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Taiwan earthquake triggers a “digital tsunami” in Asia
A massive undersea earthquake of 7.1 on the Richter scale off Taiwan’s southern coast on December 26 killed two people and injured at least 42 more.
Hundreds of rescue workers were sent to the worst hit town of Pingtung. Three houses collapsed. In one, a 36-year-old mother died as she tried to protect her twin sons. Her brother was also killed. Other buildings, including 62 schools, reported damage worth around $US1.23 million.
Agence France Press reported: “People in Pingtung rushed into the streets in panic during the tremors, which triggered power blackouts in more than 3,000 houses.” High-rise buildings across Taiwan shook, while telephone, road and rail services experienced temporary disruption.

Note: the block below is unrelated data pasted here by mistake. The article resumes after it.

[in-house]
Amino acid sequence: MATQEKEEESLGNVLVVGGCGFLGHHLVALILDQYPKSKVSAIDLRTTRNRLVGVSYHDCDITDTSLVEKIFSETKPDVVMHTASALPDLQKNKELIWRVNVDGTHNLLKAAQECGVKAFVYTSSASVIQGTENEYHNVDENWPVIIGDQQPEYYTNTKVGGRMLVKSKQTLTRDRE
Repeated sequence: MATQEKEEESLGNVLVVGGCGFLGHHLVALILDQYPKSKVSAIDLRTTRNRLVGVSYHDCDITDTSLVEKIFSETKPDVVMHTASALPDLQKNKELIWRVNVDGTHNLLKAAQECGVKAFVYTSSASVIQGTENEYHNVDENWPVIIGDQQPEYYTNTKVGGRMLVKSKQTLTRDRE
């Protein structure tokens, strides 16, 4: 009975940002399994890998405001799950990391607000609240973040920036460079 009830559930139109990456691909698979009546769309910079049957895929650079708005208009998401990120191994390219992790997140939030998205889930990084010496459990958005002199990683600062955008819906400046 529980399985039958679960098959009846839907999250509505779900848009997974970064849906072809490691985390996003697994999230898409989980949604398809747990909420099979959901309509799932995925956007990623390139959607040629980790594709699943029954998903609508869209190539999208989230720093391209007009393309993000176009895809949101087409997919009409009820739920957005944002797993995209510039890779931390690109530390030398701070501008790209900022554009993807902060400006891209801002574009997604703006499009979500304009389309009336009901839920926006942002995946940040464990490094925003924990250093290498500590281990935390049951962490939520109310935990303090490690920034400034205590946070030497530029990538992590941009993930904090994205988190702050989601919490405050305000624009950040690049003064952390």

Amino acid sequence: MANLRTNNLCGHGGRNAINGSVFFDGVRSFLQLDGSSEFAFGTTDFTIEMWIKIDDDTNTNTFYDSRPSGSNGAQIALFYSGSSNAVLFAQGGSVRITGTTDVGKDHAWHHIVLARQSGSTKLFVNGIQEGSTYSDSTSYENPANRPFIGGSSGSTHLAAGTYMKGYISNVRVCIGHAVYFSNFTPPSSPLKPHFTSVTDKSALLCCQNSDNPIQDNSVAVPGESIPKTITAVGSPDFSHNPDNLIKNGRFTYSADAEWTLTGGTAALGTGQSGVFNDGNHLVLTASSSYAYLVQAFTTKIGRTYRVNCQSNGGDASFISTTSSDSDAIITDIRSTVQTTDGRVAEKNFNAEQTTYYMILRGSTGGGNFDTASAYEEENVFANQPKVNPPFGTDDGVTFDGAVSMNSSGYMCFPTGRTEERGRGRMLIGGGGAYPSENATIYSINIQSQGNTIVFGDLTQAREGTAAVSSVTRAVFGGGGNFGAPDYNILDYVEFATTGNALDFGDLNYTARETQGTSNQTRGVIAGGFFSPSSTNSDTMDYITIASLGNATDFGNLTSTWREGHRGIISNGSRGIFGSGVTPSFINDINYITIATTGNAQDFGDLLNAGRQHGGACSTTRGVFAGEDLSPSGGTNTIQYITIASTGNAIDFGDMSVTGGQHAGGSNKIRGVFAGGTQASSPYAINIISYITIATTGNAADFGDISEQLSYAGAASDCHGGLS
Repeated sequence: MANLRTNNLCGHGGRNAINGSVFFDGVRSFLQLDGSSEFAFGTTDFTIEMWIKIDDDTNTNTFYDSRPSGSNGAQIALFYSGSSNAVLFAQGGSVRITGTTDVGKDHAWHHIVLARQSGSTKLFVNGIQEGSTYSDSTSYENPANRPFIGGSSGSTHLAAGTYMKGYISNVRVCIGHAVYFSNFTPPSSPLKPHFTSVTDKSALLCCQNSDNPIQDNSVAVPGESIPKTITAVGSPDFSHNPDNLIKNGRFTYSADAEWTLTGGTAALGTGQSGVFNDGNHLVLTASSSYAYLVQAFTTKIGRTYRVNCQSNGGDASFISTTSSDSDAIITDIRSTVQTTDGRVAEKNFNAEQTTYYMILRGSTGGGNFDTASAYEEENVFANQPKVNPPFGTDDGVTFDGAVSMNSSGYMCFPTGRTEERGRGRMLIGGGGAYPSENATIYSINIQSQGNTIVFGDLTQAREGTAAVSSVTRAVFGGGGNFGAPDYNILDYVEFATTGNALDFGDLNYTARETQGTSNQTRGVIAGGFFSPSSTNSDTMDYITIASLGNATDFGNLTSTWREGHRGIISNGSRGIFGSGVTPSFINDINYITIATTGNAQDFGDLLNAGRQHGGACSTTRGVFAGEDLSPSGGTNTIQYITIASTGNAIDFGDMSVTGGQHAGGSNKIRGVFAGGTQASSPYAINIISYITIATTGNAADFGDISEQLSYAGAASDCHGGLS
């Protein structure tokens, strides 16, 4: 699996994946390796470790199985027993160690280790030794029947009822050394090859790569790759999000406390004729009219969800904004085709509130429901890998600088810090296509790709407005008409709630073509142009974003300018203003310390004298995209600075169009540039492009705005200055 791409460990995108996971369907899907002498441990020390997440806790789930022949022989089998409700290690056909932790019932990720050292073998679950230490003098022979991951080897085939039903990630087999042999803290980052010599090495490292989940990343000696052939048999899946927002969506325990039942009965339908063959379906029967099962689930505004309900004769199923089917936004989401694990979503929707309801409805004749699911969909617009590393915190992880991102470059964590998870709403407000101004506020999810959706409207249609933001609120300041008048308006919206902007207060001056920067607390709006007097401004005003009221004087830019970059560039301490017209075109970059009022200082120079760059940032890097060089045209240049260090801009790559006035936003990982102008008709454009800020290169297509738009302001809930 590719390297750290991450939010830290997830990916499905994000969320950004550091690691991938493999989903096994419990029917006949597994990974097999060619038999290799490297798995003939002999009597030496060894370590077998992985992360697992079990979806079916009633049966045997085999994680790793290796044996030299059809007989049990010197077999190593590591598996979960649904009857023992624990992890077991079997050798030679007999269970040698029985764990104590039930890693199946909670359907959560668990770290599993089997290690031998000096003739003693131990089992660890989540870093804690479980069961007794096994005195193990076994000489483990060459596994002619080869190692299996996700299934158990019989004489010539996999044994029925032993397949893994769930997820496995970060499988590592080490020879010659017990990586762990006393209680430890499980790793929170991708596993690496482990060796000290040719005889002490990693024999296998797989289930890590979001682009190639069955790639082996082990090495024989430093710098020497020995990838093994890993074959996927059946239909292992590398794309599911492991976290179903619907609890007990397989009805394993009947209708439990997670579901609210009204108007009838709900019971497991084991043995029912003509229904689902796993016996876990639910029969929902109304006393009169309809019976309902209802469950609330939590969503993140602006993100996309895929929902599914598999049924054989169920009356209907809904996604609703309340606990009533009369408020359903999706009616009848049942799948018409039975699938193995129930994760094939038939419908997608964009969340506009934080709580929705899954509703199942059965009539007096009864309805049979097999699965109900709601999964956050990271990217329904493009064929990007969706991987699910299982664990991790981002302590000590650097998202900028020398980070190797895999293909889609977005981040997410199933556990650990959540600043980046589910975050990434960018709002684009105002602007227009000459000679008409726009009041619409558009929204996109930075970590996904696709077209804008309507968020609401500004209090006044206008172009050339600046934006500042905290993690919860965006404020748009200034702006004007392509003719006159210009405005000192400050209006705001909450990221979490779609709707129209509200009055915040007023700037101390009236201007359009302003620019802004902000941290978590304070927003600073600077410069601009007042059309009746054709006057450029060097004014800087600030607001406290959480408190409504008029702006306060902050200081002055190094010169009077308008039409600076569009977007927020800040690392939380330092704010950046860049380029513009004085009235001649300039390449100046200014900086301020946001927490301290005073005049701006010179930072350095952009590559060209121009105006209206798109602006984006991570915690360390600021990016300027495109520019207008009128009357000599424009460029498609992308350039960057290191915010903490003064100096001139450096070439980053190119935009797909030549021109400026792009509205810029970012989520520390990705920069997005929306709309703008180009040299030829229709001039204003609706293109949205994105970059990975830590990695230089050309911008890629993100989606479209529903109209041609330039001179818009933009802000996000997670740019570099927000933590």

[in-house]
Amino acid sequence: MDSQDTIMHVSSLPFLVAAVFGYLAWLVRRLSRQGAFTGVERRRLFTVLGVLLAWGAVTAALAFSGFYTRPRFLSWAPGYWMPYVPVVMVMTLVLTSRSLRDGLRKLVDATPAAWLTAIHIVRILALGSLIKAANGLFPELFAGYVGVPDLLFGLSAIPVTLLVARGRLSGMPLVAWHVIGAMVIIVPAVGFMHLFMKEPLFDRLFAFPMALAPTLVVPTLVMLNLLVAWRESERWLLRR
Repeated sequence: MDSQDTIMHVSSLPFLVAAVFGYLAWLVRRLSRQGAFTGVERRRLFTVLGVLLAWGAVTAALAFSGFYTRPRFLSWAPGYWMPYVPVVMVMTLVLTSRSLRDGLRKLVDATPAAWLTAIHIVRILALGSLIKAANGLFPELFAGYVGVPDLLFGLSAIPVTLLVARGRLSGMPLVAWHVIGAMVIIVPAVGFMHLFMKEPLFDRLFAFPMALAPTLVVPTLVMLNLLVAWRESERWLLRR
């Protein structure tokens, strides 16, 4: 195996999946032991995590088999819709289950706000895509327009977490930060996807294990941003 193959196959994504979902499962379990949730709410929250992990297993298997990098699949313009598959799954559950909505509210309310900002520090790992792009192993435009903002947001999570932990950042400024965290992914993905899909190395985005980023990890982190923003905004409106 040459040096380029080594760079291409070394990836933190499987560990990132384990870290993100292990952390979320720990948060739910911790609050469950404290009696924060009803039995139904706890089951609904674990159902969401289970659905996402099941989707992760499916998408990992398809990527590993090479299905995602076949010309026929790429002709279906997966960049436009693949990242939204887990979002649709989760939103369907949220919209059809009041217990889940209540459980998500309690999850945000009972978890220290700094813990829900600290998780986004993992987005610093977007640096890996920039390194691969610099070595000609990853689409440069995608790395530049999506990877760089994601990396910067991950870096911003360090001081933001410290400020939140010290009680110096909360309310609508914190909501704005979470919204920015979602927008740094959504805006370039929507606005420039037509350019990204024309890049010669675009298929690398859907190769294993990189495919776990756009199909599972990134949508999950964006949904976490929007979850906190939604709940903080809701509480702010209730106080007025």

However, while the immediate physical impact was relatively light compared to the 7.6-magnitude earthquake in Taiwan in 1999 that killed 2,400, the latest tremor created what has been dubbed a “digital tsunami”. By damaging seven of the eight major undersea fiber-optic communication cables near southern Taiwan, the earthquake interrupted Internet and telecommunications within East Asia and to Europe and the US.
SMW4 was the only cable left unaffected. Cables such as Flag Telecom, East Asia Crossing (EAC) and Asia-Pacific Cable Network (APCN) were only partially affected. Internet connection in, and to and from, the region remains slow.
Taiwan’s largest telephone company, Chunghwa Telecom, said the damage to undersea cables had disrupted almost all the island’s phone communications with other Asian countries and cut capacity to the US to 60 percent. Japan’s telecom giant NTT reported disruption to 1,400 phone lines and 84 international phone lines, which severely affected the country’s phone capacity to South East Asia.